Title: Bill the Boy Wonder: The Secret Co-Creator of Batman
Author: Marc Tyler Nobleman
Illustrator: Ty Templeton
ISBN: 9781580892896
Pages: unpaged
Publisher/Date: Charlesbridge, c2012.

Bob told Bill that Bat-Man would be published and asked Bill to write it–without credit. Because such an arrangement was fairly typical, and because writing gigs were tough to get, but mainly because Bill was an agreeable sort, he said yes.
With that, Bill took on his second secret identity.
However, he would soon realize that he had been blind about this Bat.

I’ll be the first to admit that while I know slightly more than the uninitiated about comics, I do not follow them religiously like some people I’ve met in my journey. I can have a conversation about the movies, but whether or not they follow the “cannon” or the comic books is beyond what I know. So I was somewhat comforted to find out in my reading this book that MOST people wouldn’t know about this secret second creator of the superhero who become Batman. It’s incredible to think that this story first came to fruition 1939 and is still, over 70 years later, going strong and attracting new followers.

While Nobleman makes a valiant effort to present the facts in an impartial manner, you can tell that this lack of recognition sticks in his craw. Bob Kane hired Bill to do the writing and other artists to do the drawings, and insisted they all work anonymously. Nobleman reveals that even after word got out that Bill wrote the stories and at the very least contributed to the creation of Batman (although it was never proven how much), Bob still would not amend his contract “requiring that he always be listed as the sole creator of Batman.” And then, readers find out in the extensive author’s note that Bill’s only granddaughter wasn’t receiving any of the few royalties that Bill could claim for his contributions to such an iconic piece of our culture. Nobleman’s passion for this topic really shows by the work, and he strongly suggests that the only reason DC Comics hasn’t added Bill’s name is that their hands tied by legalities.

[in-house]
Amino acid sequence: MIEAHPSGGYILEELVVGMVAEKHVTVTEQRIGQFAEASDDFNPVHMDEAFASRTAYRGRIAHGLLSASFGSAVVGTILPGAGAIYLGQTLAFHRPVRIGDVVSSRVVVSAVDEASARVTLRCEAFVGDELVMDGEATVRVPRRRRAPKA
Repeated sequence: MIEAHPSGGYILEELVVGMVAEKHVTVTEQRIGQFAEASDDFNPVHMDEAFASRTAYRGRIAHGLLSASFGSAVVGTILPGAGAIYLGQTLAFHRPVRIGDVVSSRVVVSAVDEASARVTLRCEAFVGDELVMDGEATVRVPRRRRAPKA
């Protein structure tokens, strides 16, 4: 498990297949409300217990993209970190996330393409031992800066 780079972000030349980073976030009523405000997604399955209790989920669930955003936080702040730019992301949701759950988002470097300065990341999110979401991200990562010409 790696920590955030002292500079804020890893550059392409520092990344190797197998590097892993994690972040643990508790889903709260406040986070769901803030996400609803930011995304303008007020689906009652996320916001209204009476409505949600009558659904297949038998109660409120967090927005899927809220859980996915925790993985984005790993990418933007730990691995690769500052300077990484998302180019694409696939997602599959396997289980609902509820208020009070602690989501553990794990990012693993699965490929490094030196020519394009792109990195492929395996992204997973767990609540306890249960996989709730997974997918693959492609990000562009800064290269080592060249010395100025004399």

Templeton’s artwork is very eye-catching, and distinctly suited for a story revolving around the early age of comics. With very minimal shading, the bright and bold pen drawings use vibrant colors that really draw readers into the story. The layout also mimics panels of a comic book, although understandably the text boxes are larger than what you usually find in a comic.

The author’s note reveals the research that went into writing this book, with references to interviews, published articles and books, and containing previously unknown photos of Bill. And just like Batman, Nobleman’s research ultimately resulted in “writing” a wrong. While he can’t do anything about the legal side or the past, Nobleman has ensured that future generations will know the truth behind the mask. A definite point of interest considering all the recent Batman movies, this book could serve as a possible bridge for comic book fans to pursue non-fiction titles.

This post is in honor of Nonfiction Mondays. For the entire round-up of all the bloggers who participated, check out Lizann Flatt over at The Flatt Perspective.

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